Dopo questa visita tra oggetti vissuti nelle trincee o in pieno combattimento aperto, siamo andati a visitare il Magazzino 18, nel Porto Vecchio di Trieste. Il magazzino si trovava in uno dei vari edifici abbandonati a se stessi e allo scorrere del tempo. Un magazzino in cui, però, il tempo si è fermato da molto e in cui sono state ammassate tutte le masserizie degli esuli, che col passare dell'Istria alla Jugoslavia, hanno dovuto abbandonare le proprie terre e le proprie case per scappare (con quel che riuscivano a portarsi via) in Italia. Qui il proprietario del magazzino, figlio di esuli e nato in un campo profughi del tempo, ci ha narrato la storia di quel periodo aspro del non lontano dopoguerra (parliamo degli anni '60) dove le persone, scappando dove e come potevano, si portavano dietro degli oggetti, anche inutili, che potessero ricordare loro la loro vera casa... Sedie, casse, giochi, vestiti, porte, libri, stoviglie, attrezzi, armadi e altri beni significativi : oggetti che davano loro la speranza di tornare un giorno nei luoghi da cui questi oggetti, nella disperazione, venivano portati via.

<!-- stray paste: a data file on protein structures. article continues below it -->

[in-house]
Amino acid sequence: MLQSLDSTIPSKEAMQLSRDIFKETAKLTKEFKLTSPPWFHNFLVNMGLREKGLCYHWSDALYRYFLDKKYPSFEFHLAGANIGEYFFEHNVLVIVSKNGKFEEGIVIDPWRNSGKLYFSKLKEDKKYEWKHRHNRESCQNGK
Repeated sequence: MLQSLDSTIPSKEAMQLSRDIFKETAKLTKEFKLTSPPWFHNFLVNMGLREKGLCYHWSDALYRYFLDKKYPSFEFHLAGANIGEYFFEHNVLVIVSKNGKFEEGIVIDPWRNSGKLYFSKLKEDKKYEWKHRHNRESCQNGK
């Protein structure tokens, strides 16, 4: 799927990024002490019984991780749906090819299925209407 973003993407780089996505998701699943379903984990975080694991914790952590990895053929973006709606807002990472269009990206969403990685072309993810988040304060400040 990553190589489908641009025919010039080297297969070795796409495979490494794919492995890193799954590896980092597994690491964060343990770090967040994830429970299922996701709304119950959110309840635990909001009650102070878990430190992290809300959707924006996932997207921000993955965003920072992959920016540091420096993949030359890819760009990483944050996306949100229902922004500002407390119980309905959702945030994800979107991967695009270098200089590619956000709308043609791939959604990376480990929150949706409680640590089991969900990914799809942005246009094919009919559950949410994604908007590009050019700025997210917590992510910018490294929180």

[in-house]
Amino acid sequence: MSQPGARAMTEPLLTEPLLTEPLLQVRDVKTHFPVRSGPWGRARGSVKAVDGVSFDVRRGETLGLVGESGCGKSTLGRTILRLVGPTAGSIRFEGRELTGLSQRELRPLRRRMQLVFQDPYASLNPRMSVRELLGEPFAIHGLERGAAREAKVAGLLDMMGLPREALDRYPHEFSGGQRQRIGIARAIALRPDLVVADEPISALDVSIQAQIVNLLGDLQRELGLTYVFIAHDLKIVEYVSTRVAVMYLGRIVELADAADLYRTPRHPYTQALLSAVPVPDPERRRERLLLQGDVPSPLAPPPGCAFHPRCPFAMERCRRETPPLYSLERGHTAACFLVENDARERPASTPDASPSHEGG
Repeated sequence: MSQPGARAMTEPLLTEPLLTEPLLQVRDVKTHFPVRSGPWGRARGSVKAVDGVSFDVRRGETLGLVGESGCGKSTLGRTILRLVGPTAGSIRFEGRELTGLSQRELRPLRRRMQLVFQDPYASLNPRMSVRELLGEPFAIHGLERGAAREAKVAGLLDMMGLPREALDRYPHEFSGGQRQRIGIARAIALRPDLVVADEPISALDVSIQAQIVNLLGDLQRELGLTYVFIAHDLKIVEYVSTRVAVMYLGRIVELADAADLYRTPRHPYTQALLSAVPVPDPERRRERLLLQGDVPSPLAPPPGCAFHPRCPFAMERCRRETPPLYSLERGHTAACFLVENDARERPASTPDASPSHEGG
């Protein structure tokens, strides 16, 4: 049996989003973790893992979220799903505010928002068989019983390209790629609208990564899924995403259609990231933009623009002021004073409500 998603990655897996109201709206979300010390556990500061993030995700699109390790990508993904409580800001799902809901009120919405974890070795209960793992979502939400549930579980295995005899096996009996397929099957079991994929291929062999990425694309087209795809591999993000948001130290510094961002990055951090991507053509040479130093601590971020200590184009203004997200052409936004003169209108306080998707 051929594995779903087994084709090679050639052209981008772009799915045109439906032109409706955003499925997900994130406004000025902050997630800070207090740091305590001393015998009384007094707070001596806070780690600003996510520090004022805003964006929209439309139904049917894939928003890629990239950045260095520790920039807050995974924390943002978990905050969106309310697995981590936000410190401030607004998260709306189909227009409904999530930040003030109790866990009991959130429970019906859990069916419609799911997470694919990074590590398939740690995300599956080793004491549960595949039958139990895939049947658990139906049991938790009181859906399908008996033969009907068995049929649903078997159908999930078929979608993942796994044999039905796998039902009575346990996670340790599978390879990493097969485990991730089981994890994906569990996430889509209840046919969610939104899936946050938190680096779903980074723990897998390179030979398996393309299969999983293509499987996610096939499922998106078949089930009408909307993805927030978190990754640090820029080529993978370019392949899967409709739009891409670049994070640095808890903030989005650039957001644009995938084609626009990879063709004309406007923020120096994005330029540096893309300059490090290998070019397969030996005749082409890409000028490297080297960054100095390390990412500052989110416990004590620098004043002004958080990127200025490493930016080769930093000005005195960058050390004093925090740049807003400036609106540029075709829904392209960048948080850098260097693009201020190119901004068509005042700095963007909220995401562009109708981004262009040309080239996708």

Il magazzino 18 non è solo un luogo di accumulo di oggetti abbandonati, è storia, è vita vissuta, sofferenza, è parte di ogni singola persona che protagonista dell'esodo, un luogo colmo di ricordi e emozioni e forse anche un po' di tensione. Dal mio punto di vista è stata un'esperienza così emozionante che rimarrà impressa in noi per molto tempo, se non per sempre. La consiglierei caldamente a chiunque stesse leggendo queste mie parole.

Emma Mansi, 5^ LSA B